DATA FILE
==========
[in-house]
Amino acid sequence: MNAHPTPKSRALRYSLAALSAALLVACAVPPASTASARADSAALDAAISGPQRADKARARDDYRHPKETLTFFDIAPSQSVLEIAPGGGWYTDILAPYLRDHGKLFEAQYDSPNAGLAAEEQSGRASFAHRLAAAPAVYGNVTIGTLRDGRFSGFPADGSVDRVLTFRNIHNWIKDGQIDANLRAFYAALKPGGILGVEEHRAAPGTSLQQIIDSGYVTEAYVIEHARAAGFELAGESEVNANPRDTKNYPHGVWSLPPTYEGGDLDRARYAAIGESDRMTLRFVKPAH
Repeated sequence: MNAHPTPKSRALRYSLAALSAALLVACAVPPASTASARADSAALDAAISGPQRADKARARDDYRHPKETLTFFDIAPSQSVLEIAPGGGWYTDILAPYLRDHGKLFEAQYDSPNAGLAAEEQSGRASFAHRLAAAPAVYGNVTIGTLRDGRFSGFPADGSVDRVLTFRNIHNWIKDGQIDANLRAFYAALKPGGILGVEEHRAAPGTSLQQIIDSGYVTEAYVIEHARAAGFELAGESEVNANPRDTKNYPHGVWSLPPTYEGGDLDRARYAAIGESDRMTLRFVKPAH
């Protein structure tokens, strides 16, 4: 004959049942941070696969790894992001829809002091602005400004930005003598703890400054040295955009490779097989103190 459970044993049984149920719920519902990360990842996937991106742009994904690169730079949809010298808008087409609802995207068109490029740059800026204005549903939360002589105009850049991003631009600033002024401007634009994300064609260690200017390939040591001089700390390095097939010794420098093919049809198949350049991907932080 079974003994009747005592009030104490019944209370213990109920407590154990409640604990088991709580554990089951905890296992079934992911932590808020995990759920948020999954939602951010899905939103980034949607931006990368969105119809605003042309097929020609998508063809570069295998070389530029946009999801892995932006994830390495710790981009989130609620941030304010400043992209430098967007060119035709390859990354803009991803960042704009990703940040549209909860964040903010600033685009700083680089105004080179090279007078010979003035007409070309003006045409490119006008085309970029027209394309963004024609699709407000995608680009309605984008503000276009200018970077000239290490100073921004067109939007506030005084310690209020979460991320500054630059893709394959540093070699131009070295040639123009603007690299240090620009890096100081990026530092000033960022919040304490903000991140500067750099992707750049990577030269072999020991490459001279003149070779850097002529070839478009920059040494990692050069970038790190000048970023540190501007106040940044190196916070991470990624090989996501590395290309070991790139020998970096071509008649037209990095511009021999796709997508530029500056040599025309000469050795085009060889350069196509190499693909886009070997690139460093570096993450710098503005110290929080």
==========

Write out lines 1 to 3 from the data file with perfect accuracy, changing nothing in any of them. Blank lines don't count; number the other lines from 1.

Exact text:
[in-house]
Amino acid sequence: MNAHPTPKSRALRYSLAALSAALLVACAVPPASTASARADSAALDAAISGPQRADKARARDDYRHPKETLTFFDIAPSQSVLEIAPGGGWYTDILAPYLRDHGKLFEAQYDSPNAGLAAEEQSGRASFAHRLAAAPAVYGNVTIGTLRDGRFSGFPADGSVDRVLTFRNIHNWIKDGQIDANLRAFYAALKPGGILGVEEHRAAPGTSLQQIIDSGYVTEAYVIEHARAAGFELAGESEVNANPRDTKNYPHGVWSLPPTYEGGDLDRARYAAIGESDRMTLRFVKPAH
Repeated sequence: MNAHPTPKSRALRYSLAALSAALLVACAVPPASTASARADSAALDAAISGPQRADKARARDDYRHPKETLTFFDIAPSQSVLEIAPGGGWYTDILAPYLRDHGKLFEAQYDSPNAGLAAEEQSGRASFAHRLAAAPAVYGNVTIGTLRDGRFSGFPADGSVDRVLTFRNIHNWIKDGQIDANLRAFYAALKPGGILGVEEHRAAPGTSLQQIIDSGYVTEAYVIEHARAAGFELAGESEVNANPRDTKNYPHGVWSLPPTYEGGDLDRARYAAIGESDRMTLRFVKPAH